We Are Toast: Montana’s Extreme Drought

Photo: Jeffrey St. Clair.

One of Governor Ted Schwinden’s favorite excuses for his failure to prepare Montana for the state’s disastrous droughts in the 80s was: “Montana is a ‘next year’ state.” It means that even though our rivers dried up, fish died, crops withered, and as he infamously put it, “the whole damn state’s on fire,” we should all hope “next year” will be better. Well, it’s ‘next year’ following last year’s severe drought and guess what, it’s not better, it’s much, much worse — and Republican Governor Gianforte is no more prepared for it than was his Democrat predecessor 37 years ago.

Having chaired the Governor’s Drought Task Force back in the 80s and early 90s, it’s grim business to hear the damage reports come in. River and reservoir levels dropping, wells going dry, crops desiccated, wildlife driven onto the last remaining green fields, and destruction of dewatered aquatic ecosystems.

Extreme drought’s effects are widespread, as are the economic and environmental damages. When there’s minimal snowpack and little precipitation the entire cycle of use and recharge is disrupted. The “use” goes on— irrigators continue to dewater rivers, even going so far as to bulldoze stream beds into their own diversion dams to funnel what’s left of our world-famous trout streams into inefficient, unlined ditches. The fish, of course, follow the water; they have no choice. And when the rivers are finally so low there’s no more water for diversion, those fish die in the ditches.

The ugly result is society and the state wind up pitting one economic sector against another as the competition for scarce water grows more dire day by day. For those who make their living on the river, it’s the same old story — sorry, but our rivers are over-appropriated and by law the irrigators have legal rights to their diversions. When it comes to trout versus alfalfa, the alfalfa always wins — even if there’s not enough water to bring in more than one cutting.

Right now one small example from that tale of woe is playing out on the Smith River that saw its “float season” shut down in early June last year and will likely see this season go by without enough water to float. Despite being the state’s only “permit required” river — and thousands of people across the state and nation pay to apply for permits to fish and float annually — we’re looking at another “no float” year.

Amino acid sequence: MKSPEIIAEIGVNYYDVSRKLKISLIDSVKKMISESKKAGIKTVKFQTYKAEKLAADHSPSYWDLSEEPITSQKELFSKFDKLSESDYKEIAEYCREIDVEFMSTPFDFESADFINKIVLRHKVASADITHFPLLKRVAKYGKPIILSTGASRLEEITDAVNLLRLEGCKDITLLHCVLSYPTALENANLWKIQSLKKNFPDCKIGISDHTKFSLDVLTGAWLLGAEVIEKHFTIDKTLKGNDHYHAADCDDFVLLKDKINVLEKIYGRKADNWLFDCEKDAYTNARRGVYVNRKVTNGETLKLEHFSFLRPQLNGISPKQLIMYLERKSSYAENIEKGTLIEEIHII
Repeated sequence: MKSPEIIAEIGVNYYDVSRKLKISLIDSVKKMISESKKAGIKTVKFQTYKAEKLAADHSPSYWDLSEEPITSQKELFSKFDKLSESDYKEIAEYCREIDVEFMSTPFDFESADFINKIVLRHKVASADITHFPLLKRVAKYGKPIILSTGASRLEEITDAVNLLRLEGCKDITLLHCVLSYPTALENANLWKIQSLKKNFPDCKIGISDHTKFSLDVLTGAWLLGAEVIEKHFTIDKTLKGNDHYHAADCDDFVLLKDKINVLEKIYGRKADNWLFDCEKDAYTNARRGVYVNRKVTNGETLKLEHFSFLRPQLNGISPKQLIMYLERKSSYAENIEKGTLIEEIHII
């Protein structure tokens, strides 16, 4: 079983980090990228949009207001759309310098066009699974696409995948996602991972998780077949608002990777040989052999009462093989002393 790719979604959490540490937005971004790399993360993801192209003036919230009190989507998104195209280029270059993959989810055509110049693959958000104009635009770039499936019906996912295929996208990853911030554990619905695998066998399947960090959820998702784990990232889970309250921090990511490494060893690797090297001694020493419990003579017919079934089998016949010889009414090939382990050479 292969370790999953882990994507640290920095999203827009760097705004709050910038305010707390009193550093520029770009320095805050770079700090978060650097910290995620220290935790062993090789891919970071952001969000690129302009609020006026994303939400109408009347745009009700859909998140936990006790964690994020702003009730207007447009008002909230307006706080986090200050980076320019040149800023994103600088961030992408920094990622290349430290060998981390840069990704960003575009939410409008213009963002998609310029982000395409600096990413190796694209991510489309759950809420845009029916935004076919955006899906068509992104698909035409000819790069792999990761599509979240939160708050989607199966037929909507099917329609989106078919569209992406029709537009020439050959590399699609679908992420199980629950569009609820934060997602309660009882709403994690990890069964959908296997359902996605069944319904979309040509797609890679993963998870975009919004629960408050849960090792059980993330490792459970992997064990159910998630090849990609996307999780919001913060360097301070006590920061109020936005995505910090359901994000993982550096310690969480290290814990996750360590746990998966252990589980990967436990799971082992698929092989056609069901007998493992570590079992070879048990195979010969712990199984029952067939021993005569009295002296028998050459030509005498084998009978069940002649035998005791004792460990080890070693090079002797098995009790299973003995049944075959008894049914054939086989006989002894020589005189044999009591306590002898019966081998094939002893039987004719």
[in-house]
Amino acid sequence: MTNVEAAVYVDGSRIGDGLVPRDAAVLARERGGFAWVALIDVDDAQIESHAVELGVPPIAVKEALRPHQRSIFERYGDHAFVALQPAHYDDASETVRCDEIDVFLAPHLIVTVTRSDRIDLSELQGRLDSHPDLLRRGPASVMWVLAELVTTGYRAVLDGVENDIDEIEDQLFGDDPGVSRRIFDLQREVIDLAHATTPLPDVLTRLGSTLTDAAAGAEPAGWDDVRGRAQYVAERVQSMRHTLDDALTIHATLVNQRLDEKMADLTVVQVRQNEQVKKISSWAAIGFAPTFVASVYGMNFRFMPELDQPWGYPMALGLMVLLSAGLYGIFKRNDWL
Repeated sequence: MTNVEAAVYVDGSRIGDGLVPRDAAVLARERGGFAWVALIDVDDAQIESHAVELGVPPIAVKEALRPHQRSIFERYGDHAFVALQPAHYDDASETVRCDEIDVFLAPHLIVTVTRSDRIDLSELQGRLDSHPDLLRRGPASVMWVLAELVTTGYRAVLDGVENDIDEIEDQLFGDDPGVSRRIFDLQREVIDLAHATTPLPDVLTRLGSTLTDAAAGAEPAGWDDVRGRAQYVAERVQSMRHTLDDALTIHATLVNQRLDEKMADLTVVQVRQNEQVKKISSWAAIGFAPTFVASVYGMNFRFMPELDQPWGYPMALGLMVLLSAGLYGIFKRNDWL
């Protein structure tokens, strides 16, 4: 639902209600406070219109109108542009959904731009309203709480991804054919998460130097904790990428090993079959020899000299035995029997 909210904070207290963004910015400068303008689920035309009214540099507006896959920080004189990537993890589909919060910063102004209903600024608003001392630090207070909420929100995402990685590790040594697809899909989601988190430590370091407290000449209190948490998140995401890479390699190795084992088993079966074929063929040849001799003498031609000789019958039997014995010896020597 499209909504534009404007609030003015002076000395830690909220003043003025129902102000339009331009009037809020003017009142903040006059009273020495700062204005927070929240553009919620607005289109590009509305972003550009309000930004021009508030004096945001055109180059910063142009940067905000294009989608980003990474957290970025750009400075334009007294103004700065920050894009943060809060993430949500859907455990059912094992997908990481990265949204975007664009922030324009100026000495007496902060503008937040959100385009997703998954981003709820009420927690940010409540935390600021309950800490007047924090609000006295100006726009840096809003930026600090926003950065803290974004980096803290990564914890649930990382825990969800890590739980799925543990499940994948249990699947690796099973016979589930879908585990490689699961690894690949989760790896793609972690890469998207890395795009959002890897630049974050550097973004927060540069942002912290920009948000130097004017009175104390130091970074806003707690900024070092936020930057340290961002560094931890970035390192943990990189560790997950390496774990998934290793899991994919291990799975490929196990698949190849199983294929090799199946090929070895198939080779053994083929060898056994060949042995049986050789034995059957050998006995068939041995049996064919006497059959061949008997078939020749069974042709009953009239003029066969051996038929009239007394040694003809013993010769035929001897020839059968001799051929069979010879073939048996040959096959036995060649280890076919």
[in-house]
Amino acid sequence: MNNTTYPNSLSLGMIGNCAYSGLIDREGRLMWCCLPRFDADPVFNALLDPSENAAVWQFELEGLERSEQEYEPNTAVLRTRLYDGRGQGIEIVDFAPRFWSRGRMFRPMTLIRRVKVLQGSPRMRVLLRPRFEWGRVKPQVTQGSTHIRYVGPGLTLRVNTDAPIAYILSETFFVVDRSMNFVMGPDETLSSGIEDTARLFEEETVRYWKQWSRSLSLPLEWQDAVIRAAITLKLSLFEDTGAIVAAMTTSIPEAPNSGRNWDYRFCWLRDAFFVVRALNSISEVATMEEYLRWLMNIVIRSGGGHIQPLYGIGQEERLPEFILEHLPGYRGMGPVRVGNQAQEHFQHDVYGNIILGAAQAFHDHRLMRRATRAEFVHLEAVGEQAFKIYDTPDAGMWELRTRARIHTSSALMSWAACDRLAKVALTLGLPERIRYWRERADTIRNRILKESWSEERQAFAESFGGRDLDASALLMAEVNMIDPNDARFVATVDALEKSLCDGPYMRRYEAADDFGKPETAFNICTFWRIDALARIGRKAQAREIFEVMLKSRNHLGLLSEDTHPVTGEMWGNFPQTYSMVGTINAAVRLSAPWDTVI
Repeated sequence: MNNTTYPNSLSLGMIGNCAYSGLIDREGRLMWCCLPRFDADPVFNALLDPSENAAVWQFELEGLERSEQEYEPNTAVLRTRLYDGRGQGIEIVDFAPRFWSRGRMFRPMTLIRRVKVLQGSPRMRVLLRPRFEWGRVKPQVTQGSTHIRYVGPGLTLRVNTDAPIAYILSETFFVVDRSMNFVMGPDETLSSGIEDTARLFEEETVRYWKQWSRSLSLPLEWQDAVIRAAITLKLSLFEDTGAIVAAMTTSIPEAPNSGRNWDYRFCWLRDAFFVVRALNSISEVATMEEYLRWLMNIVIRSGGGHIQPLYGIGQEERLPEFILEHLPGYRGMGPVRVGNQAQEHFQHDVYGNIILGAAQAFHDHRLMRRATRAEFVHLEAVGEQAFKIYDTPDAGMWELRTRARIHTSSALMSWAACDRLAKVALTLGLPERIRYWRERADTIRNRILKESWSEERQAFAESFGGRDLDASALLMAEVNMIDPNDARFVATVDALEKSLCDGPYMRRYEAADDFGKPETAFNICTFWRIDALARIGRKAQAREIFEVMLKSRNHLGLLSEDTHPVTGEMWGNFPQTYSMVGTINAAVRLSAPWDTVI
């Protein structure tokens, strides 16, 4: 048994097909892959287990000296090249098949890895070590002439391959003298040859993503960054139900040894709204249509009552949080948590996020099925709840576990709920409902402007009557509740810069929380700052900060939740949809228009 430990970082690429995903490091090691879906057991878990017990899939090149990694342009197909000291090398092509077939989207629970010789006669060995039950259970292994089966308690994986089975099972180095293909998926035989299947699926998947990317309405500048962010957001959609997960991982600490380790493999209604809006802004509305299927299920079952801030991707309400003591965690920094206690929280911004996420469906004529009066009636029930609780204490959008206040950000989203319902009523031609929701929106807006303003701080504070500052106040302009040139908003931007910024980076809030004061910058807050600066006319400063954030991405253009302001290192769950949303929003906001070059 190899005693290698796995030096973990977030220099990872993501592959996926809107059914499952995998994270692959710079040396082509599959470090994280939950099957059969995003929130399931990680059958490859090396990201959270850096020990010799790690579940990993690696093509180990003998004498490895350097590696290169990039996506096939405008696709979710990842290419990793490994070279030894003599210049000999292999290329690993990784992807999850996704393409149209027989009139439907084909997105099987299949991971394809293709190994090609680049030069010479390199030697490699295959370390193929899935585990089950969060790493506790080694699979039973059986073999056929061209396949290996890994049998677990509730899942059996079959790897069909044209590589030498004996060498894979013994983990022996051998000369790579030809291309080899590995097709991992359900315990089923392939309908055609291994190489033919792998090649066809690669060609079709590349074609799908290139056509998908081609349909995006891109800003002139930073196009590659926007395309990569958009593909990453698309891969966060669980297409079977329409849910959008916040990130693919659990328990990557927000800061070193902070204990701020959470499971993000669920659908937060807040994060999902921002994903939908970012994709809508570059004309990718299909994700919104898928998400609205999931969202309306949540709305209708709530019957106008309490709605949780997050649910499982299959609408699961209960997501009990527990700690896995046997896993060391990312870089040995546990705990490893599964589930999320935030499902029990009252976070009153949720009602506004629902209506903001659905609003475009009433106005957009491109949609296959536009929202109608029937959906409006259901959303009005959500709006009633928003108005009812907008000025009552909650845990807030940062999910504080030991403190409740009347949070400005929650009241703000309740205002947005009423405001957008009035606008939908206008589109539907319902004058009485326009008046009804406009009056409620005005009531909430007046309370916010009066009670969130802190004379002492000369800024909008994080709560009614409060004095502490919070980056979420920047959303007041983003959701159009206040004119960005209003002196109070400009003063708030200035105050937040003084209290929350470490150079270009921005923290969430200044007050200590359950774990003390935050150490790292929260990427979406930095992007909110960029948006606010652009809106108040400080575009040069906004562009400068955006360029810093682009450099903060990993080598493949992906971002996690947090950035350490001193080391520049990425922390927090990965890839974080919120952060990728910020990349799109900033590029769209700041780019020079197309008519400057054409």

As a Fish, Wildlife and Parks spokesman said last year: “Our normal recommendations for suitable river levels for floating are 350 cfs (cubic feet per second) for drift boats, 250 cfs for rafts, and 150 cfs for canoes and kayaks.” As per the USGS “current conditions” streamflow report, the river is running at 63 cfs at the top and 115 at the Eden Bridge take out, 59 miles downstream.

Unfortunately, this is not an anomaly — virtually all of Montana’s rivers are running from one-third to one-half long-term average flows — and it’s nearly two months until summer. Municipalities are already asking residents to cut back on water, even though non-ag water use accounts for less than 4% of Montana’s water consumption. As the Fairfield fire chief recently told reporters: “…if they want to be able to brush their teeth and flush the toilet, they better not be running it on their yards.”

Schwinden often complained that he “couldn’t make it rain.” Neither can Governor Gianforte. And given the lack of governmental preparation all these years later, it looks like Montanans are on their own again in extreme drought — as are our rivers, forests, fish, wildlife, and businesses.

George Ochenski is a columnist for the Daily Montanan, where this essay originally appeared.